Coca Cola’s recently released social media principles are noteworthy as well as easy to grasp.
In my experience few people, whether upper level managers or entry level employees, will pay much attention to long, complicated, legalistic rules. Thus it is well that Coke’s principles are short and simple because they are meant to guide more than a million employees associated with its extended business empire across 206 countries.
Coca Cola’s new online social media principles define three hierarchical levels of responsibility for its workforce: designated subject matter experts; social media certified spokespersons; and everyone else. Those not certified as spokespersons may not speak on behalf of the company. Certified spokespeople may speak in the company’s name but must refer difficult situations to subject matter experts. The principles apply to all employees but only appear to provide complete guidance to non-certified employees.
You can see Andy Sernowitz’s recent interview with Coke’s Adam Brown about the policy via this two-and-a-half minute YouTube video (highly recommended – short and sweet: nice work Andy). My analysis of the policy and Adam Brown’s commentary is below.
Features of Coke’s policy include:
- it’s short–only 3 pages long, single spaced–which means everyone in the company can reasonably be expected to read it and take a shot at understanding how it applies to them;
- it pushes responsibility for using good sense down to the individual employees, whether acting personally or on behalf of the company;
- it mandates completion of standard (“certified”) training for employees designated as “spokespeople” who are empowered to post to social media on behalf of Coke; and
- it represents the extended cooperative effort of marketing, HR, ethics and compliance, and legal departments at Coke.
The policy also:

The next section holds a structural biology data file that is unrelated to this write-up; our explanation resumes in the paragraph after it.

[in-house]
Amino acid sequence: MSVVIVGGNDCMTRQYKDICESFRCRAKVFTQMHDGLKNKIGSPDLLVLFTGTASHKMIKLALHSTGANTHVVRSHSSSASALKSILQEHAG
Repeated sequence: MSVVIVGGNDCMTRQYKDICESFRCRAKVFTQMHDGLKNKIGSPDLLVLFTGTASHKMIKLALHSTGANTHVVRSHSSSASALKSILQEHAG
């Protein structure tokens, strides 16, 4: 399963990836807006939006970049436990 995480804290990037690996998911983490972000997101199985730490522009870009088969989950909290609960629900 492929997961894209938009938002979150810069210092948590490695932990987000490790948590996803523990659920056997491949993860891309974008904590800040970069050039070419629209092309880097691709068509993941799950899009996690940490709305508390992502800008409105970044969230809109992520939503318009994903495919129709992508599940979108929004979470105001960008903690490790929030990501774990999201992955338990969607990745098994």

- bans fake posts and sites, and mandates disclosure of any compensation associated with reviews by bloggers;
- mandates protection for consumers’ private, personally identifiable information;
- requires recognition and respect for others’ intellectual property;
- bans partnering with online scammers;
- requires the same standards for employee behavior when online as when appearing in public with respect to words and actions that might violate laws (like insider trading) or tarnish the company reputation;
- invites employees to forward negative online references to the proper department at Coke, while prohibiting them from responding personally unless they have been properly designated; and
- delicately reminds employees not to share company secrets with friends and family online.
In addition, company representatives “certified” for social media, who are empowered to post on behalf of company online, are required:
- to disclose their affiliation with Coke (they can’t pretend to be unaffiliated – see “fake posts / sites” above);
- to keep a record of their posts;
- to step back from matters they have doubts about and refer them to the “online relations” department; and
- not to take credit for others’ ideas (related to intellectual property protection, above).
I give Coke’s policy an “A-” for comprehensiveness, simplicity, and clarity, with a point off for relying on additional policies and processes that are outside of this document, namely, Coke’s “Code of Business Conduct” that is applicable to personal behavior whether or not employees are online, plus of course the whole certification (training) process, whatever that entails.
The only fluff in the three pages was a single bullet point exhorting the benefits of utilizing best practices, listening to the online community, and following regulations, a vague catchall. This document is meant to be the unified source of guidance for all employees. The majority of the employees who will be asked to abide by these principles can’t reasonably be expected to research, draw conclusions from, and act independently based on their understanding of industry best practices, online community chatter, and government regulations. It’s just too much of a departure from their day to day jobs. That level of responsibility is better left to the relatively few certified spokespeople and ultimately the subject matter experts in their online relations department, who have accepted or even sought out this responsibility as part of their jobs.
If anyone knows of other examples of cutting edge social media principles, particularly near my home base (Pacific NW), please let me know!